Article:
The minister, the Prime Minister and the government have not only taken this seriously and of course expressed our sincere condolences to those who have lost loved ones. We are working to address these issues and are continuing to work with other governments. When we have Senator Watt come in here and engage in the politics of smear, it needs to be seen for what it is. It would be a lot easier to take it seriously if they didn't have to resort to outright lies, as we have seen on a number of occasions in this space. If the attack was to be taken seriously, if we were to believe they were actually sincere—well, they wouldn't have to tell bald-faced lies in this place and in the other place. We had it in question time again today, where they claim—and they did it in the House today—
Thank you for your guidance, Madam Deputy President. The Labor Party has been going in there, into the House of Representatives and the Senate, and outright lying when it comes to aged care. We can go to the facts. Because Mr Albanese—
Thank you. The Labor Party has been going around the place lying about this issue. It goes to the fact that this is about politics rather than getting to the substance of the issue. The substance of the issue is something this government takes seriously and treats with the utmost seriousness. But you have to come in and claim that we've cut funding. We inherited a spend in aged care of a tick over $13 billion annually from the Labor Party. That has gone up to $22 billion, and in the forward estimates will go to $25 billion. So, when the Labor Party comes in here and pretends that they are serious about the issue and that they are serious about accountability, let's go to the fact that they don't want to speak to the fact that they want to make up their own numbers—false numbers and fake numbers. That's what we've heard from Mr Albanese in the other place, and that's what we've consistently heard from senior Labor—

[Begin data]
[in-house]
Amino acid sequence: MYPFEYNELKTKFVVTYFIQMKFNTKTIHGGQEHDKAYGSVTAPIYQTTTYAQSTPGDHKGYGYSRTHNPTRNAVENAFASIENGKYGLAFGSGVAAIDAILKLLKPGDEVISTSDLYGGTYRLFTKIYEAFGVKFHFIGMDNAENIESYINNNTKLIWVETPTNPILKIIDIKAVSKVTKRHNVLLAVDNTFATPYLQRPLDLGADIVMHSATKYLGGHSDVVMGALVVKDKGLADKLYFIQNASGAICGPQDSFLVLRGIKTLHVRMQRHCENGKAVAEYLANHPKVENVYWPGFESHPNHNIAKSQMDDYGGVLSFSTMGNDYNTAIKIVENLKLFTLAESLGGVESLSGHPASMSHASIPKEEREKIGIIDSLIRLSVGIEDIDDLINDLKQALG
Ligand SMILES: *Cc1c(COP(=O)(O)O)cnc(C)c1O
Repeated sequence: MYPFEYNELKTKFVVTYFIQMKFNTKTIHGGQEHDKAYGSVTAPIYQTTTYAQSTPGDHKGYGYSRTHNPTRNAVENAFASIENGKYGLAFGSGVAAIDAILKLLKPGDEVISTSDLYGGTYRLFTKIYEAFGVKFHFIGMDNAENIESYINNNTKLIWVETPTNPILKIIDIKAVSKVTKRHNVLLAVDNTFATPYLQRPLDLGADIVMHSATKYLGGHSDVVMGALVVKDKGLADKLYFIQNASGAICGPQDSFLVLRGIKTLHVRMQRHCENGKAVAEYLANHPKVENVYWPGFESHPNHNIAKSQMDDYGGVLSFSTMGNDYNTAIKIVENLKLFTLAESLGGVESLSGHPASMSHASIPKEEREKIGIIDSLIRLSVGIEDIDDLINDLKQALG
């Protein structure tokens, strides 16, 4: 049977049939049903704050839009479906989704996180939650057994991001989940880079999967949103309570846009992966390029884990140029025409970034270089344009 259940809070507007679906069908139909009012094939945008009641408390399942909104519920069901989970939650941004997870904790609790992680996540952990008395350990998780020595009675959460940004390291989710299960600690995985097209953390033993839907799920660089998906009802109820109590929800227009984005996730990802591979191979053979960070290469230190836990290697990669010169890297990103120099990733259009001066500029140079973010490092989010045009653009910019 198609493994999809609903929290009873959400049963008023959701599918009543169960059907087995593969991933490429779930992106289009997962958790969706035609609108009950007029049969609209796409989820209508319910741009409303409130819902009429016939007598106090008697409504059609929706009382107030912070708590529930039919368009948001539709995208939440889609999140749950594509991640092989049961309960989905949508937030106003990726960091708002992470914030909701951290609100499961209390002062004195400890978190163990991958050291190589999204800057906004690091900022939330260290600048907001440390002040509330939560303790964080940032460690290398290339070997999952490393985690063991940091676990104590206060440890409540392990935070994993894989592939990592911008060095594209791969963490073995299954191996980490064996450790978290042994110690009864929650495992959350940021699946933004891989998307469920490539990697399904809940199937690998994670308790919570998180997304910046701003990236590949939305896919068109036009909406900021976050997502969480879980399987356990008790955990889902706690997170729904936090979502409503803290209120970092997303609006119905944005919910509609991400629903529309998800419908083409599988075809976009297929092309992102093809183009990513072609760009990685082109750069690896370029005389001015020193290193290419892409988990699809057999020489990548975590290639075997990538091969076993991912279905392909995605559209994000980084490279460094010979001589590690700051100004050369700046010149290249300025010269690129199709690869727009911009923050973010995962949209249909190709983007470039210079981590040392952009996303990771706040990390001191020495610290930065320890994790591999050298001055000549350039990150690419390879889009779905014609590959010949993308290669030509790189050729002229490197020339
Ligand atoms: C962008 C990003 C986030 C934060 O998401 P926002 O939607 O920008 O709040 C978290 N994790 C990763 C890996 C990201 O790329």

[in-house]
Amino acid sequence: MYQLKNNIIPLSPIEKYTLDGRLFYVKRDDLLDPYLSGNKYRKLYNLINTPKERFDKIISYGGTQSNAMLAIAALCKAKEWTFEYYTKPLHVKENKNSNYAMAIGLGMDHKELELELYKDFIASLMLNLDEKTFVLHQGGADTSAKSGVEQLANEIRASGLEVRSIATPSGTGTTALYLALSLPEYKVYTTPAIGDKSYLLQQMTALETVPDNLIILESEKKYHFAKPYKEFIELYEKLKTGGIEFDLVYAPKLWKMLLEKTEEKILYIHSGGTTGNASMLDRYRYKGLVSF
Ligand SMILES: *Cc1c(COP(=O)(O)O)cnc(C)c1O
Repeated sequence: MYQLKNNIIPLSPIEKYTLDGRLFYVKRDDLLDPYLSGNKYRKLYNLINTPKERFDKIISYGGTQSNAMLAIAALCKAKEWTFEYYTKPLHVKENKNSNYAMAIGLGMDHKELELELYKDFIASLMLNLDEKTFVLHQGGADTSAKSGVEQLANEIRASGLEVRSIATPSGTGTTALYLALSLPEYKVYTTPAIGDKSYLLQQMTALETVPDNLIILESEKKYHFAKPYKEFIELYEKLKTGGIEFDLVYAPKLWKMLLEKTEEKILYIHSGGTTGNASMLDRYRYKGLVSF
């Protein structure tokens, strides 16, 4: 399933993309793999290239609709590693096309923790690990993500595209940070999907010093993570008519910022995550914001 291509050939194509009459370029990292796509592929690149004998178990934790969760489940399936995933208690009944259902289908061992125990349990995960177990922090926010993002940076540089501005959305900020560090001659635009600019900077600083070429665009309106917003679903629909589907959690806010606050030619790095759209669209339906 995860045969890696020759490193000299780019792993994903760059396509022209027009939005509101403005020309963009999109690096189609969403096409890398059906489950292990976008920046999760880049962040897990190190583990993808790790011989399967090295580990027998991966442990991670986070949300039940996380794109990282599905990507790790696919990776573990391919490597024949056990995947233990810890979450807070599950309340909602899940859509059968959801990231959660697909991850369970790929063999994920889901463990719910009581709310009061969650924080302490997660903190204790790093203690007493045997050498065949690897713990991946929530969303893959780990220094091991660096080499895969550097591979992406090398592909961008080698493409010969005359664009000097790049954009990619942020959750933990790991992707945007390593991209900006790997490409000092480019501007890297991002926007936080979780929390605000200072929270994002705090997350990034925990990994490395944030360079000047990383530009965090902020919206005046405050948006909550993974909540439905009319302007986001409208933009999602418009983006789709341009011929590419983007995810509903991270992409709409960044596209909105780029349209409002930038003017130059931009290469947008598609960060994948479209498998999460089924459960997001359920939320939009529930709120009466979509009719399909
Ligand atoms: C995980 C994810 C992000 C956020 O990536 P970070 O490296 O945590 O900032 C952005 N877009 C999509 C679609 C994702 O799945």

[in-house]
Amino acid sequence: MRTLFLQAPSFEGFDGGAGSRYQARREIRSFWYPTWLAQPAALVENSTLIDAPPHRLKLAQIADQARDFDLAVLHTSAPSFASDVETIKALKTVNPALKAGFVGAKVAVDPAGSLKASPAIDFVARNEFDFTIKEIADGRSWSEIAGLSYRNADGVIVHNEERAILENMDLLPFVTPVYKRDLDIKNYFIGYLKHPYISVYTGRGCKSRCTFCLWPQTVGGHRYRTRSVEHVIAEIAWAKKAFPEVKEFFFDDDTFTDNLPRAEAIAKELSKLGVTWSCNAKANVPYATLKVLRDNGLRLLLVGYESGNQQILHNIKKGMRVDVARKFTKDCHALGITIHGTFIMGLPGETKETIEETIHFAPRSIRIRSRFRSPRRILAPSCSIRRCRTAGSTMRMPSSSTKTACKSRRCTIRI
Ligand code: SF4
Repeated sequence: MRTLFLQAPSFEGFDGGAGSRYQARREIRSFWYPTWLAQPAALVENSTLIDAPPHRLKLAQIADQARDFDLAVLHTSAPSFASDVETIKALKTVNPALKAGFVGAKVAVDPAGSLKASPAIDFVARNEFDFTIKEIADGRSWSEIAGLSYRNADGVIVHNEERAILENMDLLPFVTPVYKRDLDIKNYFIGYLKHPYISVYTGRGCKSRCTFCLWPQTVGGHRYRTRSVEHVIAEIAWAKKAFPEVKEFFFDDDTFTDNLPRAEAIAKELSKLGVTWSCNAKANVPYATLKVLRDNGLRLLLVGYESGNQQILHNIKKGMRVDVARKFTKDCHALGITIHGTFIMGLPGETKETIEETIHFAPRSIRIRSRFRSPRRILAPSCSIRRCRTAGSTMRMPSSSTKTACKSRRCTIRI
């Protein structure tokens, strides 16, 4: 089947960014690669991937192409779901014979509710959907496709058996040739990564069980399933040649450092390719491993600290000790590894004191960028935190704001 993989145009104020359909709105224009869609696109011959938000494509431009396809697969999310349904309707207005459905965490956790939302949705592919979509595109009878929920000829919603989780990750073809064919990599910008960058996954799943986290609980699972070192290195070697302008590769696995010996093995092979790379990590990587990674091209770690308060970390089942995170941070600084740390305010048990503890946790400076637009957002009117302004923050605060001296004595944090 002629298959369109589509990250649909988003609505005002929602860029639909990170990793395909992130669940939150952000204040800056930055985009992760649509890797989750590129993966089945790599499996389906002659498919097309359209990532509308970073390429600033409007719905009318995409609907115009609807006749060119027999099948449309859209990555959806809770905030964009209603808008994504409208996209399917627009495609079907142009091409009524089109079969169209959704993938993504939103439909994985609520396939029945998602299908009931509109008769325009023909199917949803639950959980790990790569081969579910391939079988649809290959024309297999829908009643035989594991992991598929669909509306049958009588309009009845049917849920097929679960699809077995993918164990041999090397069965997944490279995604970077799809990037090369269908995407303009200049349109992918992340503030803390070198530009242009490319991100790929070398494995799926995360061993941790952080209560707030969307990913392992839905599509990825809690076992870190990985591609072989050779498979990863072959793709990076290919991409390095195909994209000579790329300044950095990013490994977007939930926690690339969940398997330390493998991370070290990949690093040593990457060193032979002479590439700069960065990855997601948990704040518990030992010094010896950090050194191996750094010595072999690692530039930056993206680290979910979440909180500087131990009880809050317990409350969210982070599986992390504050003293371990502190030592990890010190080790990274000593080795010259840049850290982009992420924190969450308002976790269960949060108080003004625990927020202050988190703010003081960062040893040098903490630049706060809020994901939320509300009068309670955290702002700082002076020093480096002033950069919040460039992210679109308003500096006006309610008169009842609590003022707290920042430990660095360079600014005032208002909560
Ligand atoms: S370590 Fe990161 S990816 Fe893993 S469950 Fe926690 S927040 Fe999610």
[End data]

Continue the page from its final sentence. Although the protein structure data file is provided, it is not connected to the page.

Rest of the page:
An opposition senator interjecting—
Well, we've got the budget papers, where it goes from $13 billion, when we came to government, to $22 billion. We are taking this issue seriously and will continue to take this issue seriously. But when you see this kind of smear from Senator Watt, and when you see this kind of dishonesty from other members of the Labor Party, it goes to the other fact: they are running a protection racket for the Victorian Labor government. At no stage in considering the facts of the matter and considering the serious challenges in aged-care facilities in Victoria do they go to the fact that these things are happening in Victoria because of the serious failings of Dan Andrews and the Victorian government in quarantine, in testing and in tracing. This is a government that had the toughest lockdowns, but the biggest—
Thank you. It is Premier Dan Andrews and his failings that this lot over here want to run a protection racket for. They want to ignore the failures of quarantine. They want to ignore the failures of testing and tracing. This is a government where Premier Dan Andrews acted like a dictator during this process. He had the toughest lockdowns and the biggest failings, and the people of Victoria are suffering the consequences. Those on the other side ignore that. I haven't heard a Victorian Labor senator come in here and raise one iota of criticism of Dan Andrews from the Victorian Labor government. Why is it happening in Victoria and not in New South Wales? Has New South Wales not faced similar challenges? Of course they have, but they have responded differently. This goes to the heart of the political attack. They will lie, they will smear and they will continue to run a protection racket for their mate Daniel Andrews in Victoria.
The performance that we just saw from Senator Seselja was completely unbecoming of this chamber. One of the things that I have really found difficult to deal with over the last couple of months has been speaking to some of my Victorian colleagues and hearing the firsthand accounts from them of the work that they have been doing, dealing with the aged-care crisis in Victoria. They have been traumatised by the work they have had to do helping out their constituents in aged care. Some of the stories that we have been highlighting at part of our work here this week have been really important to put a spotlight on the neglect of this government. What we went through in question time today was not only the neglect that this government has been responsible for this year but that, going back over many years, this government has been responsible for the neglect in aged care.
We saw through the questions from Senator Watt, Senator Ciccone, Senator O'Neill, Senator Carr and me that the government were warned by experts and they were warned by their own reports, but they were also warned by people on their own team—by Mr Broadbent and Senator Fierravanti-Wells—numerous times about their neglect of aged care. Senator Ciccone and Senator Carr focused on the workforce issues. As Senator Watt mentioned, the government had a report on that years ago that they failed to actually take any action on. Senator O'Neill and I focused on the warnings from colleagues.